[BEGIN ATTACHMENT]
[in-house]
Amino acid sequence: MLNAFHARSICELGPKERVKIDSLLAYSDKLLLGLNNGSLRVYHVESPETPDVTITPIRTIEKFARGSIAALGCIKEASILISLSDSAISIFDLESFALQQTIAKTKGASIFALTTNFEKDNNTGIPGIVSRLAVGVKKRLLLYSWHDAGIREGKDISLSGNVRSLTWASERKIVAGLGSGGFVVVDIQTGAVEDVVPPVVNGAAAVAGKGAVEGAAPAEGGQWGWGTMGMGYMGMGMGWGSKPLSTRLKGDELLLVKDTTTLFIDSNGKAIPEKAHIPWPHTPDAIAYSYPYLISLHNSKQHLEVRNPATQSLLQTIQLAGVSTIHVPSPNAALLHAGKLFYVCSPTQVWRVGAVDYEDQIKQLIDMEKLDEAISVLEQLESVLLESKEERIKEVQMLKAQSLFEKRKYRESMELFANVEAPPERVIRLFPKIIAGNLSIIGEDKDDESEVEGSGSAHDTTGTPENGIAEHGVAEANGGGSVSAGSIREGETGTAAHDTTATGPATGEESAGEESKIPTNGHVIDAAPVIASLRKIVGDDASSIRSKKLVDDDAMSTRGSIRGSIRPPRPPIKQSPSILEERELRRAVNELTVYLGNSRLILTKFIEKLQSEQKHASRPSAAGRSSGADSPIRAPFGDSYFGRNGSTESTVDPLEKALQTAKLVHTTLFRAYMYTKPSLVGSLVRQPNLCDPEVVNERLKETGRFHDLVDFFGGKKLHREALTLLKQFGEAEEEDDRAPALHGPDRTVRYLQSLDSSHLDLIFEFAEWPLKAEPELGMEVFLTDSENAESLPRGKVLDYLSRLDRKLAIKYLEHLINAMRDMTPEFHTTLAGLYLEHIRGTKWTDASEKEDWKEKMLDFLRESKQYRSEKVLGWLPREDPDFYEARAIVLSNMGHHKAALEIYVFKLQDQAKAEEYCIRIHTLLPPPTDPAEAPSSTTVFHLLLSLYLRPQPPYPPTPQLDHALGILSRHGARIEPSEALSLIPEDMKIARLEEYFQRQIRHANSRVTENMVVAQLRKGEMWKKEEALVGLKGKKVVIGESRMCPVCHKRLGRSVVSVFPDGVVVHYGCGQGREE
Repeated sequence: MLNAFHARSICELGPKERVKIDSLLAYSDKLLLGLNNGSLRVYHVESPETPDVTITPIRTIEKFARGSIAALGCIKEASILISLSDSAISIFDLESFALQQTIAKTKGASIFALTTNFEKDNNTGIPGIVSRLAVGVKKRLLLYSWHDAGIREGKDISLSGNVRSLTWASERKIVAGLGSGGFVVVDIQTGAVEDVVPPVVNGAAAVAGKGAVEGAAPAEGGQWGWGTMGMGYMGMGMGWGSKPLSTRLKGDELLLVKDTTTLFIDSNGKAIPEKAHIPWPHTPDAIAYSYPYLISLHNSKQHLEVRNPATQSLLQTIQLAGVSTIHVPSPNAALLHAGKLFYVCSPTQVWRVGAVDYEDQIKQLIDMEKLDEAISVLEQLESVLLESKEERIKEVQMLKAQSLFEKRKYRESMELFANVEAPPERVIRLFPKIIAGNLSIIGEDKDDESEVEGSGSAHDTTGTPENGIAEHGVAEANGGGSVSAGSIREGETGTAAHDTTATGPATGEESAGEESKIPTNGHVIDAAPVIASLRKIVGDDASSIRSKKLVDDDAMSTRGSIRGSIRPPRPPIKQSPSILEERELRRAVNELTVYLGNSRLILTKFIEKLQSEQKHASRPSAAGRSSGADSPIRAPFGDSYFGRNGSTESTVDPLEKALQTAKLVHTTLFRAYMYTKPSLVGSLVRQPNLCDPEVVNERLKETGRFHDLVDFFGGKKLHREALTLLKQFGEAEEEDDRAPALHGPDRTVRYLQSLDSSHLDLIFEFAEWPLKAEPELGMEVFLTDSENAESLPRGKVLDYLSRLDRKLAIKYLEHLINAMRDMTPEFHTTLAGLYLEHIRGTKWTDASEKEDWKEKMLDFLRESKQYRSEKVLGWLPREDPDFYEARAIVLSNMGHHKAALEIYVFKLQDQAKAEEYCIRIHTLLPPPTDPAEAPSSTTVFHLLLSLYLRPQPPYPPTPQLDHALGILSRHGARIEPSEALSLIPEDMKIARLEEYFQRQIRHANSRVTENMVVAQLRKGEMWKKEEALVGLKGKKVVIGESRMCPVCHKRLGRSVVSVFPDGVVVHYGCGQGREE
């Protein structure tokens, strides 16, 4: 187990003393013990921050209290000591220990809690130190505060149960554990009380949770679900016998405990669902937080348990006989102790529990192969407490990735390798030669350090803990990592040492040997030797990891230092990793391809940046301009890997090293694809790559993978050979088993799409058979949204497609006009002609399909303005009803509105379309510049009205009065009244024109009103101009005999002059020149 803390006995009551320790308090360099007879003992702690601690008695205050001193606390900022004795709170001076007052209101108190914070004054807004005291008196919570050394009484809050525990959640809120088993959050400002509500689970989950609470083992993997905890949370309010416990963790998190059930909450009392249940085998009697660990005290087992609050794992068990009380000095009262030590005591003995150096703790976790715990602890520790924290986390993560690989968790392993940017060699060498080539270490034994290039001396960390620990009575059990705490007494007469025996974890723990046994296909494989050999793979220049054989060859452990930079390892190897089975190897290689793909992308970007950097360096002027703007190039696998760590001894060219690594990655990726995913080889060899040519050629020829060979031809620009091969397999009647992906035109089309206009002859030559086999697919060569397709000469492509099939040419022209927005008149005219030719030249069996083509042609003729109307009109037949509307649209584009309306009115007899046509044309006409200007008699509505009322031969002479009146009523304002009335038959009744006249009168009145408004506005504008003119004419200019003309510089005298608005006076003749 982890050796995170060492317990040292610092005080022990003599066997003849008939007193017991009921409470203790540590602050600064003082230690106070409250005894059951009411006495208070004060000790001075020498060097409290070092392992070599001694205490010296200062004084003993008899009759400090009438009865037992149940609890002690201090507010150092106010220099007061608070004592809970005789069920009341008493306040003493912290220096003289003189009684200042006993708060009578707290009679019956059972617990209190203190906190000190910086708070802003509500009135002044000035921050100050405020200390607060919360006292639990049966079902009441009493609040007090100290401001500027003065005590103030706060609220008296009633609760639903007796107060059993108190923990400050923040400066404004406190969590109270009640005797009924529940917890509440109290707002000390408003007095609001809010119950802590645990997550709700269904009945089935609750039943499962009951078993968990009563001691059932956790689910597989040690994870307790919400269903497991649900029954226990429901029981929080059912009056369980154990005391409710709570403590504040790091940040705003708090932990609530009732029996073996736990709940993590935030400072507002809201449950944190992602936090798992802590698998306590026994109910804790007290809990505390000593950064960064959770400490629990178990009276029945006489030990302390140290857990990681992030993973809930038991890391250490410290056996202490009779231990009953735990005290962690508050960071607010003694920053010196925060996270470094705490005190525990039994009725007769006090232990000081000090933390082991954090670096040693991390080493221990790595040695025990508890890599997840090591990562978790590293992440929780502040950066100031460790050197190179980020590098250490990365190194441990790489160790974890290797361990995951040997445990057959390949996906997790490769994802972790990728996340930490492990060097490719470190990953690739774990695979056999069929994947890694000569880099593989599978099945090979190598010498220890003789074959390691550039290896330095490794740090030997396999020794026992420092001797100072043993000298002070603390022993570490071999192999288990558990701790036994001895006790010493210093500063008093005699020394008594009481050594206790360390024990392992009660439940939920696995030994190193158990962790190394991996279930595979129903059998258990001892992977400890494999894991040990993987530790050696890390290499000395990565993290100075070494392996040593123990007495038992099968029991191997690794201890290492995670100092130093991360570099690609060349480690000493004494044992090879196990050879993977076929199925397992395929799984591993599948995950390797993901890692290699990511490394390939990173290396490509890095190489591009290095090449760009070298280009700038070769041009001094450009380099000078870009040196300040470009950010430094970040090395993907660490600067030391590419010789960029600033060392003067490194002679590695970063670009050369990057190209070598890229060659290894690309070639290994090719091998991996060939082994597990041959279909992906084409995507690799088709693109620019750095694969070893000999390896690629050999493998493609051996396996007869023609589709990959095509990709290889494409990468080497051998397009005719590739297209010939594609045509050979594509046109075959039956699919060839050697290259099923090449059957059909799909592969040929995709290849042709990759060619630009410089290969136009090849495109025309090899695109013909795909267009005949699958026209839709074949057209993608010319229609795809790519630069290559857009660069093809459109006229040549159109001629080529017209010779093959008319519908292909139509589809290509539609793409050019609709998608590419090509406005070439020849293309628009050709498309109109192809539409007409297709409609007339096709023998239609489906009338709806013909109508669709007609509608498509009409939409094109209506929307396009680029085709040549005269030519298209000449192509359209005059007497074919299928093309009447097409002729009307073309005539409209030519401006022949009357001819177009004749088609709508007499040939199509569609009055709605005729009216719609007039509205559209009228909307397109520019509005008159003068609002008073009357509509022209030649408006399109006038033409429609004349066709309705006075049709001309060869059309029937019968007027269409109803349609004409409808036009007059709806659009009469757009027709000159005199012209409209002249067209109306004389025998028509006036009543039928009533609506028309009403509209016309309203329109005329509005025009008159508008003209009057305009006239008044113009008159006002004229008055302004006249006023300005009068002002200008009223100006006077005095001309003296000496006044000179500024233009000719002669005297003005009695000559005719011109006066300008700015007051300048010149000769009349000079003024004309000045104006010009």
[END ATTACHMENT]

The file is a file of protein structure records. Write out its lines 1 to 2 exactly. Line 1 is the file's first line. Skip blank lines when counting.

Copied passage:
[in-house]
Amino acid sequence: MLNAFHARSICELGPKERVKIDSLLAYSDKLLLGLNNGSLRVYHVESPETPDVTITPIRTIEKFARGSIAALGCIKEASILISLSDSAISIFDLESFALQQTIAKTKGASIFALTTNFEKDNNTGIPGIVSRLAVGVKKRLLLYSWHDAGIREGKDISLSGNVRSLTWASERKIVAGLGSGGFVVVDIQTGAVEDVVPPVVNGAAAVAGKGAVEGAAPAEGGQWGWGTMGMGYMGMGMGWGSKPLSTRLKGDELLLVKDTTTLFIDSNGKAIPEKAHIPWPHTPDAIAYSYPYLISLHNSKQHLEVRNPATQSLLQTIQLAGVSTIHVPSPNAALLHAGKLFYVCSPTQVWRVGAVDYEDQIKQLIDMEKLDEAISVLEQLESVLLESKEERIKEVQMLKAQSLFEKRKYRESMELFANVEAPPERVIRLFPKIIAGNLSIIGEDKDDESEVEGSGSAHDTTGTPENGIAEHGVAEANGGGSVSAGSIREGETGTAAHDTTATGPATGEESAGEESKIPTNGHVIDAAPVIASLRKIVGDDASSIRSKKLVDDDAMSTRGSIRGSIRPPRPPIKQSPSILEERELRRAVNELTVYLGNSRLILTKFIEKLQSEQKHASRPSAAGRSSGADSPIRAPFGDSYFGRNGSTESTVDPLEKALQTAKLVHTTLFRAYMYTKPSLVGSLVRQPNLCDPEVVNERLKETGRFHDLVDFFGGKKLHREALTLLKQFGEAEEEDDRAPALHGPDRTVRYLQSLDSSHLDLIFEFAEWPLKAEPELGMEVFLTDSENAESLPRGKVLDYLSRLDRKLAIKYLEHLINAMRDMTPEFHTTLAGLYLEHIRGTKWTDASEKEDWKEKMLDFLRESKQYRSEKVLGWLPREDPDFYEARAIVLSNMGHHKAALEIYVFKLQDQAKAEEYCIRIHTLLPPPTDPAEAPSSTTVFHLLLSLYLRPQPPYPPTPQLDHALGILSRHGARIEPSEALSLIPEDMKIARLEEYFQRQIRHANSRVTENMVVAQLRKGEMWKKEEALVGLKGKKVVIGESRMCPVCHKRLGRSVVSVFPDGVVVHYGCGQGREE